Monday, February 25, 2013

Method Acting? How About Method Writing?

In my new position as Director of Non-Conference Events for Pikes Peak Writers, I sailed my maiden voyage this Saturday in terms of putting on an event. All of the feedback I've gotten so far has been positive, so I think it can be considered a success! I do call into question my abilities as an MC, but I'm okay with that.

I've been quite involved in getting this event off the ground and running, and I've slacked in other areas. Namely, my writing. I took care of all the followup work I had last night so I could take Sunday off and just rest. Today...I write.

In the meantime, I write a blog post...

All of the speakers on Saturday were wonderful, but today I'm addressing Robert Liparulo's talk, which was titled "To Know Your Character, BE Your Character."

You've heard of method actors, right? Actors who get deep into their characters in order to be able to play them the best they're able? Well, were you aware there were method writers?

Robert Liparulo is a method writer. He said he spends months on research (the left brained part) before writing a book, but the month before he sits down to write, he becomes his character.

In order to embrace a villain he was working on, he said he theorized that truly bad people don't care how their actions impact others. They don't care if they hurt or inconvenience people. Other people's feelings and opinions really don't exist to them. So he went to a full service gas station (I didn't even know we still had those in this area) and asked for one penny's worth of gas, and for them to check his oil and clean his windshield. The kicker here is that the guy did it!

Then he drove around the block and did it again, just to thoroughly inconvenience the guy.

He did go back later, explain, and give the guy a $20 tip for his trouble, because he's genuinely a nice guy, but he had to fully get himself into the mindset of someone who could care less about what they're doing to someone else. And obviously he can't kill someone or torture them, so he had to find a small way to reach that mindset.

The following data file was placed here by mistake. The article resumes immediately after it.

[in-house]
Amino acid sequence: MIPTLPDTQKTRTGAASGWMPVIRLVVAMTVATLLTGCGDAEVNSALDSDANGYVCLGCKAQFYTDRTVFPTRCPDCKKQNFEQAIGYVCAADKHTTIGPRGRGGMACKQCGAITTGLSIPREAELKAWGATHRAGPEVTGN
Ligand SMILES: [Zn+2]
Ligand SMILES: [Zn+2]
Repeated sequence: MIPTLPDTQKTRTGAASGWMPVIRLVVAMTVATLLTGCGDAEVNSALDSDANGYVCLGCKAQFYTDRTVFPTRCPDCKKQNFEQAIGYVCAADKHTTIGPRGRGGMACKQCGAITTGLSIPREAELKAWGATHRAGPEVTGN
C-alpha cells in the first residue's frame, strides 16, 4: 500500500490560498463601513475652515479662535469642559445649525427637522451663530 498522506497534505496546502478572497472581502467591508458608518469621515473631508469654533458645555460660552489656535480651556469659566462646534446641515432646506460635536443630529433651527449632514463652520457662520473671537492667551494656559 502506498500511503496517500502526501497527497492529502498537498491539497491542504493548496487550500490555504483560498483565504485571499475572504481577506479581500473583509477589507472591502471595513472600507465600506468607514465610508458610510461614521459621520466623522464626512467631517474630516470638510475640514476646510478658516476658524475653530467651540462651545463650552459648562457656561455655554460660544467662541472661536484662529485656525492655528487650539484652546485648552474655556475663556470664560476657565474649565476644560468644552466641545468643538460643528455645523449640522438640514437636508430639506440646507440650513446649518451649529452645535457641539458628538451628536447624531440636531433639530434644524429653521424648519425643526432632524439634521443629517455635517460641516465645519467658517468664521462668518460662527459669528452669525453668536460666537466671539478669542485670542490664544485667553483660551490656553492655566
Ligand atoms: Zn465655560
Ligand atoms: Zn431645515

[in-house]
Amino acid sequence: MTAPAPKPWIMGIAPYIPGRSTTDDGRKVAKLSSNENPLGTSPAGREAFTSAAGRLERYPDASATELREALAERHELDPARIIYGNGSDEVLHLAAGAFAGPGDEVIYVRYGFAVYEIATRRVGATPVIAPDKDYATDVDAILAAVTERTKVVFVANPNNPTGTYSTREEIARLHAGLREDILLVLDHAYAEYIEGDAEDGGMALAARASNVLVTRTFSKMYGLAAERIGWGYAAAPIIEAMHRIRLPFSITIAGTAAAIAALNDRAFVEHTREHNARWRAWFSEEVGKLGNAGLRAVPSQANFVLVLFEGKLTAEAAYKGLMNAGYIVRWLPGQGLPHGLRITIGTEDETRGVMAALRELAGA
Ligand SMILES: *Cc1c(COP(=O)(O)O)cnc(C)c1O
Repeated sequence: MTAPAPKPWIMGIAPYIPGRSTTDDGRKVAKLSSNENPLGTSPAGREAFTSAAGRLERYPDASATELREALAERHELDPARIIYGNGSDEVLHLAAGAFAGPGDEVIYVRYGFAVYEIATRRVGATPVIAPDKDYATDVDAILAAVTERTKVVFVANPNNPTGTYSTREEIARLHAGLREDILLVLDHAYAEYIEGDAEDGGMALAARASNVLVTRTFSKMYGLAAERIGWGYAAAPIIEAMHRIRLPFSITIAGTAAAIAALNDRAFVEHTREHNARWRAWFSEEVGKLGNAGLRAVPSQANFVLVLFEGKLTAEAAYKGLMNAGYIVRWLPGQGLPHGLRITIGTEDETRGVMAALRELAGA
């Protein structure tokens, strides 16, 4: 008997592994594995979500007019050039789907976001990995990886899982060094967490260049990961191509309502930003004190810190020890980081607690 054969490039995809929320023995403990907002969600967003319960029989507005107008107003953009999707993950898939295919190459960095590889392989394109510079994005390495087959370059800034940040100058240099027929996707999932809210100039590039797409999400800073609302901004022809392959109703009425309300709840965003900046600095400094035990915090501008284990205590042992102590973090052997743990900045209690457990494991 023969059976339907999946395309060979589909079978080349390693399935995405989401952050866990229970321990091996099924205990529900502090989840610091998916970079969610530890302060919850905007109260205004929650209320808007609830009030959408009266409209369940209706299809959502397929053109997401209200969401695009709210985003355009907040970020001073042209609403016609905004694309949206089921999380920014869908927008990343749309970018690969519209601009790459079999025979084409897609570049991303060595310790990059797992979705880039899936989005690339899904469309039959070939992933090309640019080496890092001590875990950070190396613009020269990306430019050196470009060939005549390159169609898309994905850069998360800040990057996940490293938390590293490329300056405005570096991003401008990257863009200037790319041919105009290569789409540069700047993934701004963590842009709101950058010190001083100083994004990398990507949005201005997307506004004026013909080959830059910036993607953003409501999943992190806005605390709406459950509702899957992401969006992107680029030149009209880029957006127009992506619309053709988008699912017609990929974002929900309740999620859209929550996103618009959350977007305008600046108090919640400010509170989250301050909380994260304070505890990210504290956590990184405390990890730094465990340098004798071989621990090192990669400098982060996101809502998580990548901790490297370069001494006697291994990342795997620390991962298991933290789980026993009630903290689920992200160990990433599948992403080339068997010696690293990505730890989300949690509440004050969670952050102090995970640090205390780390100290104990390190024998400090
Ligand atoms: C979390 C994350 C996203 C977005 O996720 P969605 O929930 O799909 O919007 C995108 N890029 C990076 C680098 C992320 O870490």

Robert regaled us with tales of the different ways he's gone above and beyond in order to get to know his characters, some shocking, some hysterical, many both.

The point he was making was that by getting to know your character inside and out, you will be able to write that character and always know what they would do in a given situation. You can't get writer's block if you know how your character would react to anything that comes their way. By being in their heads, he can automatically figure what would happen. As he said, you can't back a person into a corner and have them not do something; they will always have a response. You'll know that response if you know your character.

He also pointed out that character bibles aren't necessary if you know your character completely. You don't need to answer all these questions about them to know what to do, because you'll know. You'll just know.

His talk was fantastic. If you ever have the opportunity to meet Robert Liparulo, I recommend it. He didn't speak from a script (either time--this is the second time I've attended an event with him as a speaker), yet he was funny and informative. Just as the MC my mouth went dry and I totally forgot everything I'd thought to say. At least until I warmed up. (No, I didn't just stand up there with my mouth opening and closing, I did say what needed to be said, but I'm pretty sure I sounded like I was about to burst into tears, because my voice got so thin and was shaking, and I kept forgetting to breathe, hahahahahahaha).